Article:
Potrang KarpoThe North Chapel
The North Chapel centers on a crowned Sakyamuni Buddha on the left and the Fifth Dalai Lama on the right seated on magnificent gold thrones. Their equal height and shared aura implies equal status. On the far left of the chapel is the gold stupa tomb of the Eleventh Dalai Lama who died as a child, with rows of benign Medicine Buddha who were the heavenly healers. On the right of the chapel are Avalokiteshvara and his historical incarnations including Songsten Gampo and the first four Dalai Lamas. Scriptures covered in silk between wooden covers form a specialized library in a room branching off it.

The South Chapel
The South Chapel centers on Padmasambhava, the 8th century Indian magician and saint. His consort Yeshe Tsogyal, a gift from the King is by his left knee and his other wife from his native land of Swat is by his right. On his left, eight of his holy manifestations meditate with an interned gaze. On his right, eight wrathful manifestations wield instruments of magic powers to subdue the demons of the Bön faith.

The East Chapel
The East chapel is dedicated to Tsong Khapa, founder of the Gelug tradition. His central figure is surrounded by lamas from Sakya Monastery who had briefly ruled Tibet and formed their own tradition until converted by Tsong Khapa. Other statues are displayed made of various different materials and display noble expressions.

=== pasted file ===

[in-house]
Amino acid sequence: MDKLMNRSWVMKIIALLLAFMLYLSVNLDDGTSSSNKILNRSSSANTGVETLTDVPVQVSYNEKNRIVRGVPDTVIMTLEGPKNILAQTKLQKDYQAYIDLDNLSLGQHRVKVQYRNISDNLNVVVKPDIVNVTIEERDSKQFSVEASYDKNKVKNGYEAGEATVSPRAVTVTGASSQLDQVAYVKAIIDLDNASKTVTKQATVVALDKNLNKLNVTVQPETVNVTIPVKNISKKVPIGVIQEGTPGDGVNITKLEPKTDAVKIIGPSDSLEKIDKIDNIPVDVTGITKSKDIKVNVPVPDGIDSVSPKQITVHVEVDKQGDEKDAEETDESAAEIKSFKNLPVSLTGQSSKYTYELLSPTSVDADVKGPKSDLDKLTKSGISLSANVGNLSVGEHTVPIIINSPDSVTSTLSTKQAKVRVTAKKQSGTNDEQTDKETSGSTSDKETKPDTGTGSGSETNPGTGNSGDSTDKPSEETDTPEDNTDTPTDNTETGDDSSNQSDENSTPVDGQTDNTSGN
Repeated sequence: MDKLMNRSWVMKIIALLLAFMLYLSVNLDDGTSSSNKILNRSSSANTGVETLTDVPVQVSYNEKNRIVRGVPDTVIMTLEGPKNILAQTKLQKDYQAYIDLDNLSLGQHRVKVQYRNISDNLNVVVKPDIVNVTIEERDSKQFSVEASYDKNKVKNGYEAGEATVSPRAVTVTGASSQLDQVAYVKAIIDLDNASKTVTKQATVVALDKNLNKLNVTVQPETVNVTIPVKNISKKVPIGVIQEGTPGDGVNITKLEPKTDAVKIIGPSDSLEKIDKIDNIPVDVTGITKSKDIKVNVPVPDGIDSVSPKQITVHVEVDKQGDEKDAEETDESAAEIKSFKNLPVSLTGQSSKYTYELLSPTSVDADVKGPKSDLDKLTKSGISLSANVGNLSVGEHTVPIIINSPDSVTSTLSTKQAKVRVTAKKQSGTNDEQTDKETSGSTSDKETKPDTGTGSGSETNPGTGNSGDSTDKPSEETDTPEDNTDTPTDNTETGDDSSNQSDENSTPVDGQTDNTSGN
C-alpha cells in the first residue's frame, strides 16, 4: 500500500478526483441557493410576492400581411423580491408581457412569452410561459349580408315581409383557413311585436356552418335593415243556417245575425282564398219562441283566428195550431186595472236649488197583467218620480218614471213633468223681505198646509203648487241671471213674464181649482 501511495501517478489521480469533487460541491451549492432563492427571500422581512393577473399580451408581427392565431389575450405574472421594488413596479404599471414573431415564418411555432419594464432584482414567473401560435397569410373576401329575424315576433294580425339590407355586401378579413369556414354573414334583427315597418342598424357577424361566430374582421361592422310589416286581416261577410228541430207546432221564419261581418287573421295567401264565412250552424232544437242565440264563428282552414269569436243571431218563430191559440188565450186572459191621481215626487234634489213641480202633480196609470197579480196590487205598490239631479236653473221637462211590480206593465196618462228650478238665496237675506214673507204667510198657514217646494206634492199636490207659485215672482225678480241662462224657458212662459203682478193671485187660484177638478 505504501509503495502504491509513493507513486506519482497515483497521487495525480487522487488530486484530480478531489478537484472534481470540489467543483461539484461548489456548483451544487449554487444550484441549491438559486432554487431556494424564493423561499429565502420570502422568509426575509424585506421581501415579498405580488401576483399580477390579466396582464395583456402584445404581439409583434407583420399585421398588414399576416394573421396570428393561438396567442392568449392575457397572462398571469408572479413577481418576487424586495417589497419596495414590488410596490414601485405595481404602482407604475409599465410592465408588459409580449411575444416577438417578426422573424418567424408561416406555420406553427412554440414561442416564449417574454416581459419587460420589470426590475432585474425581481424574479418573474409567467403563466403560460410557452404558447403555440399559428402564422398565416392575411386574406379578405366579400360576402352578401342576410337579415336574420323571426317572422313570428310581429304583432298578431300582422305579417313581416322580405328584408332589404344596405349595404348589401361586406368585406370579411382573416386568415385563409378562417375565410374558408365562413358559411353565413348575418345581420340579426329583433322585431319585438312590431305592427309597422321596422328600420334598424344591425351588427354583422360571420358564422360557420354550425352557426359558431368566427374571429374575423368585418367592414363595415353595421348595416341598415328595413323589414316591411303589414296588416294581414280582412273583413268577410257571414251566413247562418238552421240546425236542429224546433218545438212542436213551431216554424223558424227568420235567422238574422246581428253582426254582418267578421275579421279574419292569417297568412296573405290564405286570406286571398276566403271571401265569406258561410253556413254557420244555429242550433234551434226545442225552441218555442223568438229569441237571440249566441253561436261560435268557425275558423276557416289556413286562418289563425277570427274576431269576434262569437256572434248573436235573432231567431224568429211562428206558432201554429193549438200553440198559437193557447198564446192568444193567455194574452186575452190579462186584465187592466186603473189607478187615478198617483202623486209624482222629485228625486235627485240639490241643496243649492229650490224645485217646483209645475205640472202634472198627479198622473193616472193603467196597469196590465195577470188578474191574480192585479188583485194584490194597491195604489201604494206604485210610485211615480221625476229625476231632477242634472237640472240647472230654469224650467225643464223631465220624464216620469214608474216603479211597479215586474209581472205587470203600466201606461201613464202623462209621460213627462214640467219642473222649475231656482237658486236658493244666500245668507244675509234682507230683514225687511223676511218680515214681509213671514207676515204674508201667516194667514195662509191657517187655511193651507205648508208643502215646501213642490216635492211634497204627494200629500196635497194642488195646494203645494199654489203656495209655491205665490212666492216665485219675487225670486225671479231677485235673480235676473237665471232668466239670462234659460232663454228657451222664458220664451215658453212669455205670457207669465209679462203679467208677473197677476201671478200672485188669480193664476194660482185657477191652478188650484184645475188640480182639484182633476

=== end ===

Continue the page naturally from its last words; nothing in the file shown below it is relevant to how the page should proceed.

The West Chapel
This is the chapel that contains the five golden stupas. The enormous central stupa, 14.85 m high, contains the mummified body of the Fifth Dalai Lama. This stupa is built of sandalwood and is remarkably coated in 3,727 kg of solid gold and studded with 18,680 pearls and semi-precious jewels. On the left is the funeral stupa for the Twelfth Dalai Lama and on the right that of the Tenth Dalai Lama. The nearby stupa for the 13th Dalai Lama is 22 m high. The stupas on both ends contain important scriptures.

The First Gallery
The first gallery is on the floor above the West chapel and has a number of large windows that give light and ventilation to the Great West Hall and its chapels below. Between the windows, superb murals show the Potala's construction is fine detail.

  Potala Palace
The Second Gallery
The Second Gallery gives access to the central pavilion which is used for visitors to the palace for refreshments and to buy souvenirs.

The Third Gallery
The Third Gallery besides fine murals has a number of dark rooms branching off it containing enormous collections of bronze statues and miniature figures made of copper and gold worth a fortune. The chanting hall of the Seventh Dalai Lama is on the south side and on the east an entrance connects the section to the Saints chapel and the Deyangshar between the two palaces.